• Llewellyn C.H.
      • Haddy F.J.
      Teaching military medicine as a basic science: military applied physiology.
      In addition to didactics linking it to the human physiology course given in parallel, the MAP course was linked to environmental, hypo- and hyperbaric chamber rides, and a 10-day field exercise with students living in tents and subsisting on field rations. The course also included care of simulated casualties, cross-country movement and land navigation, small unit (squad and platoon) leadership, field preventive medicine, and emergency rapid reaction and improvisation drills. Many of these elements are similar to training exercises for tactical law enforcement and TEMS personnel and for wilderness rescue teams and expeditions.
      MEM created 3 centers to develop research programs and evidence-based policies in support of its curriculum and OMM and TEMS: The HPL, focusing on exercise physiology and nutrition; the Center for Disaster and Humanitarian Assistance Medicine, producing training and educational materials to support and evaluate these missions; and the Casualty Care Research Center (CCRC), addressing the epidemiology of casualty production and treatment in both civilian and military environments.
      • Joy R.J.T.
      • Llewellyn C.H.
      • Wolcott B.
      The Department of Military & Emergency Medicine.
      Each of these centers has produced many publications that inform OMM, WM, and TEMS.
      The HPL, initiated and directed by Patricia Deuster, is a truly outstanding example of this symbiosis. Through its extensive studies and publications, such as the 2 United States Navy SEAL manuals already mentioned, highly important information on exercise physiology, nutrition, physical training, and human performance under extreme levels of demand and stress has been made available not only to the military special operations community but also to the civilian law enforcement, extreme athlete, and expedition communities. The success of this effort has provided electives for medical students and research opportunities for students, residents, and faculty from the United States and abroad; this is seen today in the Consortium for Health and Military Performance, located within the MEM department. The Consortium incorporates military and civilian sports medicine, exercise physiology, nutrition, and rehabilitation and offers online resources to warriors, providers, families, and many other groups while maintaining a steady output of high-quality scientific research publications. This is an example of the evidence base for OMM and other forms of operational medicine. But what is operational medicine?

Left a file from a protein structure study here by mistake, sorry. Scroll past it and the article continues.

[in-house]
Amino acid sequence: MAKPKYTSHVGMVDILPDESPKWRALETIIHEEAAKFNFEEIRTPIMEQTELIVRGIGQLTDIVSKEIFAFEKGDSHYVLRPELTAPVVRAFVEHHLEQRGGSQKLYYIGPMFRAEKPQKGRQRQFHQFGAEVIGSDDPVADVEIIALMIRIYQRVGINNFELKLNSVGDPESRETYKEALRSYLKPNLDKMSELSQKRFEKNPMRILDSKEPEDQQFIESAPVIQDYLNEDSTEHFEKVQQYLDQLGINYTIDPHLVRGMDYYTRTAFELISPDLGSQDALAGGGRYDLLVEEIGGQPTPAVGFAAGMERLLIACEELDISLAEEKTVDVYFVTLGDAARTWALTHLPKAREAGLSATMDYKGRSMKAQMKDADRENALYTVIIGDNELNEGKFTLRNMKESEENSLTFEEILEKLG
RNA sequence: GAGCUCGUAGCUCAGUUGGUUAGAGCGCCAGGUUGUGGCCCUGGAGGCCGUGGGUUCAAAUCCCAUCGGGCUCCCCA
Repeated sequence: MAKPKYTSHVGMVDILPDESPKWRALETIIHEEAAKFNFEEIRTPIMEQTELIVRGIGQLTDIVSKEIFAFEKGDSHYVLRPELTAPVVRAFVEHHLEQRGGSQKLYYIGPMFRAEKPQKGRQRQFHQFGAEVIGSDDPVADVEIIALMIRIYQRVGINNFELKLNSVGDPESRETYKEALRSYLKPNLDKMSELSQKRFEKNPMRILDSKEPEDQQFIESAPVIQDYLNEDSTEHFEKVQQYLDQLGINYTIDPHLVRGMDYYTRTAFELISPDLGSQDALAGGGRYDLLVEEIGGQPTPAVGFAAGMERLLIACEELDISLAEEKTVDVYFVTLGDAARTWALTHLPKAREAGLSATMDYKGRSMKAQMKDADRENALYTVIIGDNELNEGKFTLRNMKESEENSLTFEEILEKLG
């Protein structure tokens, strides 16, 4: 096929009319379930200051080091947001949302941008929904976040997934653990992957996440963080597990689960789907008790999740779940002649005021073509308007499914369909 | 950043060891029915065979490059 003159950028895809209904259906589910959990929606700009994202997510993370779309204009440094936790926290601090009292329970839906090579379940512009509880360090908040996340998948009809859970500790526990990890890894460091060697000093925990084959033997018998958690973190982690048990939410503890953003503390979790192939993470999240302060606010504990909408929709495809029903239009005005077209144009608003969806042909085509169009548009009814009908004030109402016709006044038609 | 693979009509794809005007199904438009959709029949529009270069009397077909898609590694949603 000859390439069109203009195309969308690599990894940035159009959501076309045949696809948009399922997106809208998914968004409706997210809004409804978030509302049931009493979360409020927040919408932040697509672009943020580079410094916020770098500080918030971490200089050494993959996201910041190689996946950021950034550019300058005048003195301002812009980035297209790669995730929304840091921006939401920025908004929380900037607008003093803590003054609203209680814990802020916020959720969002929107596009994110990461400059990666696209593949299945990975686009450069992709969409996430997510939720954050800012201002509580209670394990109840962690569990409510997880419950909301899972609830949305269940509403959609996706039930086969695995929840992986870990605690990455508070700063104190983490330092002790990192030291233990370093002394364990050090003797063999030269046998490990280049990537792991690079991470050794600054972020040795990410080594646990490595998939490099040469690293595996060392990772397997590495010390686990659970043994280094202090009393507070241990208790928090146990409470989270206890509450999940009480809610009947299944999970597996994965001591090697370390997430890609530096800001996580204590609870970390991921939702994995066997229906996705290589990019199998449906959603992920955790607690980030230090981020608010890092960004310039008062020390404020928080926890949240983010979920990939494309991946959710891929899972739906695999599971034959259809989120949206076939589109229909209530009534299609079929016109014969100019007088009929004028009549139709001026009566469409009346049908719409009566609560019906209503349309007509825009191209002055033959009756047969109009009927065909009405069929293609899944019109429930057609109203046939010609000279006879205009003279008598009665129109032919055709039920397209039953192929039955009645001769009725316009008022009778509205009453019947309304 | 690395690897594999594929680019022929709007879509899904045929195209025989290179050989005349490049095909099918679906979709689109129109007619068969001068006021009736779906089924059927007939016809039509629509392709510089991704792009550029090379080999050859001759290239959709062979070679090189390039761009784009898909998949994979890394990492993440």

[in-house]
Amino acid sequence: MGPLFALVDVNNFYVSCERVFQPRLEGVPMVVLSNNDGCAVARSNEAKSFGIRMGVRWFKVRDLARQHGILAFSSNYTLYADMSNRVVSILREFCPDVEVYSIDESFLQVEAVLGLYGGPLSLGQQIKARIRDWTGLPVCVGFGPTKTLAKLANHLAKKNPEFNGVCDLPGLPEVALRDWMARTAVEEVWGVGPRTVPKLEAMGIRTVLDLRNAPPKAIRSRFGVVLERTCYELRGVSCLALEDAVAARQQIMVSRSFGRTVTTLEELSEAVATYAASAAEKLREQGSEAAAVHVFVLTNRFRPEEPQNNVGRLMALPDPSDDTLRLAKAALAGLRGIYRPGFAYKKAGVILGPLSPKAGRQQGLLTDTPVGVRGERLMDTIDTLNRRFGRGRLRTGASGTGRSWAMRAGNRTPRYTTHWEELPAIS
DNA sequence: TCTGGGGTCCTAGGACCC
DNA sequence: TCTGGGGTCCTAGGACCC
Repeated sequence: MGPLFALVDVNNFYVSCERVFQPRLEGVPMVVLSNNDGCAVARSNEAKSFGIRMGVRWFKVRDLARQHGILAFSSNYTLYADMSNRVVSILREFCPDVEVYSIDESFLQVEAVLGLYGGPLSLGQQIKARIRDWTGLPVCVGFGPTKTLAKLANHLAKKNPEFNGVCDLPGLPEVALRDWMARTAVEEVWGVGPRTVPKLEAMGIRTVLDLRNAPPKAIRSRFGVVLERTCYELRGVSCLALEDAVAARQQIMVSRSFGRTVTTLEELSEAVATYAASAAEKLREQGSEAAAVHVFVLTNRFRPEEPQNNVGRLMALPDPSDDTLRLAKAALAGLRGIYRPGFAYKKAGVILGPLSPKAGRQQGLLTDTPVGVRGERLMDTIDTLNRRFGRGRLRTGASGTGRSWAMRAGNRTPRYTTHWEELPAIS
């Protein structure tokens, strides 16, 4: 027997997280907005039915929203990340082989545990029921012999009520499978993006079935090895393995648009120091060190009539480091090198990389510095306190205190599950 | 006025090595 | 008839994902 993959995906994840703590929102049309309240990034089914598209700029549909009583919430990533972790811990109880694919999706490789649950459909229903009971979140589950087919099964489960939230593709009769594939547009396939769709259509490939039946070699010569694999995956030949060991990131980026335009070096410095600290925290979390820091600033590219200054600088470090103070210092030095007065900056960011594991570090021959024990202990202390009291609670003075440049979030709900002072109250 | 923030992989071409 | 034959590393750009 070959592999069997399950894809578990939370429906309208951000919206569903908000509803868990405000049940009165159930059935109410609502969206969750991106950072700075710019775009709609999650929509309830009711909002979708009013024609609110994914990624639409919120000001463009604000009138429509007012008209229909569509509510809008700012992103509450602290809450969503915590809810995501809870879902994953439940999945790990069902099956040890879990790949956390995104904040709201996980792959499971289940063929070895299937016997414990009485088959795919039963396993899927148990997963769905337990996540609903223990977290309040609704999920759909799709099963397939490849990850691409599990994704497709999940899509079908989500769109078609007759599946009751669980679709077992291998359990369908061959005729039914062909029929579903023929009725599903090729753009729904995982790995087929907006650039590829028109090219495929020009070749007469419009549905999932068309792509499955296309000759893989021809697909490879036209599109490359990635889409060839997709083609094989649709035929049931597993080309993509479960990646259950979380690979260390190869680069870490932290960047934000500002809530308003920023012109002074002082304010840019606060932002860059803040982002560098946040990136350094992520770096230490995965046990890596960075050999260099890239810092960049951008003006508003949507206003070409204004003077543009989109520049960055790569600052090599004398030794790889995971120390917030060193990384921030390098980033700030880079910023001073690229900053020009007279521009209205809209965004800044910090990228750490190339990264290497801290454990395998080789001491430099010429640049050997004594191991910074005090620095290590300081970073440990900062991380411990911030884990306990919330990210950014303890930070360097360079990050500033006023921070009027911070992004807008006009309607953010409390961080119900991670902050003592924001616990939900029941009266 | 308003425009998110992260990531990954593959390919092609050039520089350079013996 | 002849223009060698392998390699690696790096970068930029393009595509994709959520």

As an example, refer to Yeskey et al.
      • Yeskey K.S.
      • Llewellyn C.H.
      • Vayer J.S.
      Operational medicine in disasters.
      The concept of operational medicine presented includes focus on support of a nonmedical mission; preparation to care for the team/unit executing this mission in a prehospital setting; advice to command and planners in the premission, mission execution, and postmission phases; and preparation to prevent or treat disease or injuries in austere and potentially hostile environments. Although this is a general concept with application to military, law enforcement, rescue, expedition, and other types of nonmedical missions requiring tailored medical support, it often is seen in its purest form in military special operations units—and perhaps United States Army Ranger battalions in particular. OMM refers to medical support for small units (team, platoon, company, battalion) as provided by specially trained medical personnel who are embedded members of these units; they undergo the same training and are responsible for medical training of the operators in the unit, preventive medicine, and medical care within the unit. This is the ground-level and most basic element (Role 1) of the military medical echeloned system of care that extends from point of disease or injury anywhere in the world to tertiary care centers in the United States.